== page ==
“To help clients make people leadership decisions it is important for them to understand the trends and best practices prevalent in the industry, and in key markets”. Sameera, as a trained business and strategy analyst has always had roles with a global focus. She feels that her biggest contribution is the ability to connect the dots: identifying not only current business risks and trends, but also future opportunities and challenges. “People decisions are strategic decisions – at the Board and Senior Executive levels – these are the individuals who must deliver business strategy and purpose.” This is where her industry knowledge plays a key role – providing insights to clients based on the talent implications of these trends and finding people with the right capabilities.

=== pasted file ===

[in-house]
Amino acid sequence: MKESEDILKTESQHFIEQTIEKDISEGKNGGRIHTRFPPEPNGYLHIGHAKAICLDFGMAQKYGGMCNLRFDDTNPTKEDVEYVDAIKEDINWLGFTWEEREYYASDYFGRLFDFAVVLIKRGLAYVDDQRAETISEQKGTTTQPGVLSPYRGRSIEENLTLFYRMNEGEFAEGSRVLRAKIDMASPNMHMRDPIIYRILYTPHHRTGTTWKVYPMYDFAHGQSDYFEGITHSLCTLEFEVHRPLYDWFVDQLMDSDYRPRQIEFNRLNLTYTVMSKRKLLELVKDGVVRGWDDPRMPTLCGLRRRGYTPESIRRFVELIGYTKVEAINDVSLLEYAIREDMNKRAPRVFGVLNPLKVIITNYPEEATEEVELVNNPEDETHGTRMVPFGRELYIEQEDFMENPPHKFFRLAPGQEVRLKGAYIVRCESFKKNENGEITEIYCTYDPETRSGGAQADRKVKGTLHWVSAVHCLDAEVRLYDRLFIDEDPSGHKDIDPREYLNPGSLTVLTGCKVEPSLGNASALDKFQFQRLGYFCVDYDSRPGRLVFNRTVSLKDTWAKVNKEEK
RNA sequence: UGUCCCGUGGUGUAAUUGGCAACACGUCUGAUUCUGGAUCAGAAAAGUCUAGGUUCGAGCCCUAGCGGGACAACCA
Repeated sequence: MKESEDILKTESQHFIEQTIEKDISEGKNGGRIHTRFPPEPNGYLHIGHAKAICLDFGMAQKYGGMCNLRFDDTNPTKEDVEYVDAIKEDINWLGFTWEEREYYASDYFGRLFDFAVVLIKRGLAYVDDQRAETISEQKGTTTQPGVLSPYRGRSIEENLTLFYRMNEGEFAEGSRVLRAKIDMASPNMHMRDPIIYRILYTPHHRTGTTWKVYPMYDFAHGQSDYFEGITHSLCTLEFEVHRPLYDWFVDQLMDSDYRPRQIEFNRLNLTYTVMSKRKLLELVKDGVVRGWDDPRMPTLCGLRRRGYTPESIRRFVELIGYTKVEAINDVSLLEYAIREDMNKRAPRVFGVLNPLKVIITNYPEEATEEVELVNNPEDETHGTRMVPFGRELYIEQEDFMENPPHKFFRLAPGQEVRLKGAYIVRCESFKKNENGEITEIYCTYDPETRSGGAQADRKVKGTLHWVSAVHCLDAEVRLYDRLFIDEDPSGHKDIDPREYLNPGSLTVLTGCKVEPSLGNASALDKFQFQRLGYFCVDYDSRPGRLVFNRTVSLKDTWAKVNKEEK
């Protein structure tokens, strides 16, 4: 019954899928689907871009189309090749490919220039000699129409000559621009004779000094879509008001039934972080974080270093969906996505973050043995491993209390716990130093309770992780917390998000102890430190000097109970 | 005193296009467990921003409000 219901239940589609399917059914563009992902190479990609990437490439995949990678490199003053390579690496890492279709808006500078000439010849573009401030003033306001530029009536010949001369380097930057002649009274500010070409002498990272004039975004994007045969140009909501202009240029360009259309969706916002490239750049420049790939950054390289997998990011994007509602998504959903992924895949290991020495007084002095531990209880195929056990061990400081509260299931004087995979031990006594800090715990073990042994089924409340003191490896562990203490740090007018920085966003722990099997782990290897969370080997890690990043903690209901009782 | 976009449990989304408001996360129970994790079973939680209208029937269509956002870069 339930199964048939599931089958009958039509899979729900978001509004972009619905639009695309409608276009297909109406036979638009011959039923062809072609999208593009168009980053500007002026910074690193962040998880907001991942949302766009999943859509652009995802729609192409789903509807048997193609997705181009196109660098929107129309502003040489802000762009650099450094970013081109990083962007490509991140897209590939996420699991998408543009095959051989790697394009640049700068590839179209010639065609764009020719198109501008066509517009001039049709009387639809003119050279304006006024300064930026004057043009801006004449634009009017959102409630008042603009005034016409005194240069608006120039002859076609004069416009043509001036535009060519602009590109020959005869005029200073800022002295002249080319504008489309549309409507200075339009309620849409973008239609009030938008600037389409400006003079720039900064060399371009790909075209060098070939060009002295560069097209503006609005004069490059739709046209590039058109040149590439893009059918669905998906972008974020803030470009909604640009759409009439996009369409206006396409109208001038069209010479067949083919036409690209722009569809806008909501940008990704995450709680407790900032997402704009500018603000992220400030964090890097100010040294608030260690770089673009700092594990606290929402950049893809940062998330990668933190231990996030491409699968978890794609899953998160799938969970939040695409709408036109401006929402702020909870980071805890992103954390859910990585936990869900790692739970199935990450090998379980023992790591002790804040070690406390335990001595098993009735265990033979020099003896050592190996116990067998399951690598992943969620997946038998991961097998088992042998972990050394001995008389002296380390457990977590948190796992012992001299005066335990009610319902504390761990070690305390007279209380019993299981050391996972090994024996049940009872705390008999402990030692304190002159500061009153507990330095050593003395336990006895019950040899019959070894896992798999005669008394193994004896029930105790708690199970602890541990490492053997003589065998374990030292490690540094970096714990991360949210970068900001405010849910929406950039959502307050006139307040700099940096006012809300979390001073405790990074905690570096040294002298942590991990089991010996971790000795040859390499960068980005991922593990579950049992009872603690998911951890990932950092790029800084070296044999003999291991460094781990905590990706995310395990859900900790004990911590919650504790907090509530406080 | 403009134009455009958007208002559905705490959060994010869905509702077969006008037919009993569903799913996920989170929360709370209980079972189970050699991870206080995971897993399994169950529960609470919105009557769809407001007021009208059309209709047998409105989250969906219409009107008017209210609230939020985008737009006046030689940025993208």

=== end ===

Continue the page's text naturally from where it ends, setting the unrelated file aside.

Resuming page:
Staying ahead of the trends is integral to the work she does and she is energized by what she calls ‘predictive thinking’, which allows her to develop a forward-looking view, in client situations and the various thought leadership pieces she has published to date.

For Sameera, the core of her success has been communication – clear and succinct – based on what you have done, what needs to be done, bringing in the focus and delivering. “Ambiguous situations need clearer communication”. Simple yet profound.

Ambiguous situations need clearer communication